Friday01 August 2014

No prize money for 2013 Stirling winners

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Witherford Watson Mann are first Stirling recipients to walk away with no cash

The winners of this year’s Stirling Prize did not receive the usual £20,000 cheque associated with the prize because the RIBA failed to find a sponsor.

Witherford Watson Mann, who triumphed at last night’s ceremony for the renovation of Astley Castle, beat off competition from Heneghan Peng, Alison Brooks Architects, Grafton Architects and a team including Studio Egret West and Hawkins Brown.

They are the first practice in the 18 year history of the prize not to get any cash.

“The shortlisted architects were not expecting a cash award,” said a spokeswoman for the RIBA. “We hope to be able to secure significant sponsorship for the Prize in future, which might include prize money.

“The prestige from winning the UK’s most important architecture prize, and the exposure through widespread national and regional media coverage, should be of great value to both the winning practice and client.”

In 2009 the RIBA came close to leaving the winner, in that case Rogers Stirk Harbour & Partners, empty handed until former RIBA president Marco Goldschmied stepped in and donated the £20,000 through the Marco Goldschmied Foundation.

The 2013 Stirling Prize ceremony was held at Central St Martin’s last night (September 26) and was hosted by architect and TV presenter George Clarke. Attendees were able to choose between £180 tickets for an auditorium seat or £120 for the live screening.


Readers' comments (7)

  • Is the lack of a sponsor due to only having 10mins coverage on BBC News? Educating Yorkshire makes far better viewing for the masses.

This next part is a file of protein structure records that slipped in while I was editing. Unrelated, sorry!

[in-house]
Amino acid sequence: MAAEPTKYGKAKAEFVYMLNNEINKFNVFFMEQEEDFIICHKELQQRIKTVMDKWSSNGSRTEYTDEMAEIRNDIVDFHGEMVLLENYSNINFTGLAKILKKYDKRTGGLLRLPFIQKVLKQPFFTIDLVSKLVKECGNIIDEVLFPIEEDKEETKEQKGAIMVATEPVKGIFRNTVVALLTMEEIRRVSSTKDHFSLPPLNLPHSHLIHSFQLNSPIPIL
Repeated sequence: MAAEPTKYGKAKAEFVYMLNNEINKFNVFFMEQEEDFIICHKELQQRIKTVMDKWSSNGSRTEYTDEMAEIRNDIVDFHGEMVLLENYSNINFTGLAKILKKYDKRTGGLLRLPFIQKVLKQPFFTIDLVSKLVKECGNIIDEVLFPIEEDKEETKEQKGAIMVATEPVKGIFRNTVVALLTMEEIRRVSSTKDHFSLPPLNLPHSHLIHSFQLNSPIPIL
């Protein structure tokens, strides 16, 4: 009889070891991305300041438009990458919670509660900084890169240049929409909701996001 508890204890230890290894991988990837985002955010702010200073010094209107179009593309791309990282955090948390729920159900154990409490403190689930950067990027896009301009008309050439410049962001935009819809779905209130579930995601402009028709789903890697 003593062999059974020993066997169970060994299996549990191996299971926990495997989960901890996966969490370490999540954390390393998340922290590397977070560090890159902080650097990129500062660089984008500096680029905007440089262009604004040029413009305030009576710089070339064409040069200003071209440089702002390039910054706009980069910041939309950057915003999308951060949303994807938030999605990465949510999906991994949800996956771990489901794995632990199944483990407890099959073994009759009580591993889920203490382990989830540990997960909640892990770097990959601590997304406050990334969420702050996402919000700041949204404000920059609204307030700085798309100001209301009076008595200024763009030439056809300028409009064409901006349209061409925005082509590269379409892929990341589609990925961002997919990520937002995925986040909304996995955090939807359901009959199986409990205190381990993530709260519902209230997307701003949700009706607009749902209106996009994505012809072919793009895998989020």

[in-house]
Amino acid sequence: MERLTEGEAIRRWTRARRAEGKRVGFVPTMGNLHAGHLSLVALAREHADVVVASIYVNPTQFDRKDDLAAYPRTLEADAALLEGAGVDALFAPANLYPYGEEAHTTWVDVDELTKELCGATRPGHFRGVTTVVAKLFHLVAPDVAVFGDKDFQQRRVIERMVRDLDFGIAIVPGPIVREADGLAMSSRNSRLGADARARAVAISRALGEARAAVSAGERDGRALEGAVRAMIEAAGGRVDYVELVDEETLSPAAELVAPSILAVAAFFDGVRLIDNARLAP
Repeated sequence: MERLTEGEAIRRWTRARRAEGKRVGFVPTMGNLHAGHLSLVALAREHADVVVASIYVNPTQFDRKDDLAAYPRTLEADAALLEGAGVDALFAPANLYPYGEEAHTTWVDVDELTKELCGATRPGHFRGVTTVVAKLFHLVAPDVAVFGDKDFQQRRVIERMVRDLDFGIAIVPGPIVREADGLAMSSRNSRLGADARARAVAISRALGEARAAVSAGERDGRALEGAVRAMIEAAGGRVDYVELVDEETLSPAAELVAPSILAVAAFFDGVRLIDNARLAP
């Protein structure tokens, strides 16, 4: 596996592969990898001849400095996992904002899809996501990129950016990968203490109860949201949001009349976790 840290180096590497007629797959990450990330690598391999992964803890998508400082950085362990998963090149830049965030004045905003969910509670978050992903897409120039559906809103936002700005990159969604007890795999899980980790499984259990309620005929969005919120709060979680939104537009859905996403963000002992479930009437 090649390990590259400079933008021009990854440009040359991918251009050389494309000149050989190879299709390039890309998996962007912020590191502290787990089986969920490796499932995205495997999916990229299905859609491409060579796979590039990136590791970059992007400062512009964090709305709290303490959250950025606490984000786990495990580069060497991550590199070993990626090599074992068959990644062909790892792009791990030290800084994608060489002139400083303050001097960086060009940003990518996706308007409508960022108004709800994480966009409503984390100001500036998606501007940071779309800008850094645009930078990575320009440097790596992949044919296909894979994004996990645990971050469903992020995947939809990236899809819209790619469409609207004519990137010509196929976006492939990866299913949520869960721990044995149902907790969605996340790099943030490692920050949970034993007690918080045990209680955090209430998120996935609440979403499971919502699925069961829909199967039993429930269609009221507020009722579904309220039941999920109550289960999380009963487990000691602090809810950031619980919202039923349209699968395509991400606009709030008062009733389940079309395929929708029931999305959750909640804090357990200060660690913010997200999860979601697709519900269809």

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  • This was probably the last Stirling Prize.

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  • The appropriately named Harry Rich should cough up with some of the £170k RIBA paid him.

    Scandalous that RIBA pays these sort of wages to bureaucrats but won't reward outstanding achievement.

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  • SoupDragon- good point!

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  • Why does this award need to include a cash prize?

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  • Austin, it doesn't 'need' to, but why shouldn't it?

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  • Its great that, for a change, one of the younger generation of less established architects has won this prize. Well done WWM.
    Its therefore ironic that on the rare occasion that the winning practice could probably actually do with the cash, none is made available. The RIBA should cough up - they charge enough for entry into their awards and for attendance at the ceremony. Or perhaps one of the esteemed very established previous winners for whom the cash prize was a token gesture, might like to donate their winnings to WWM.


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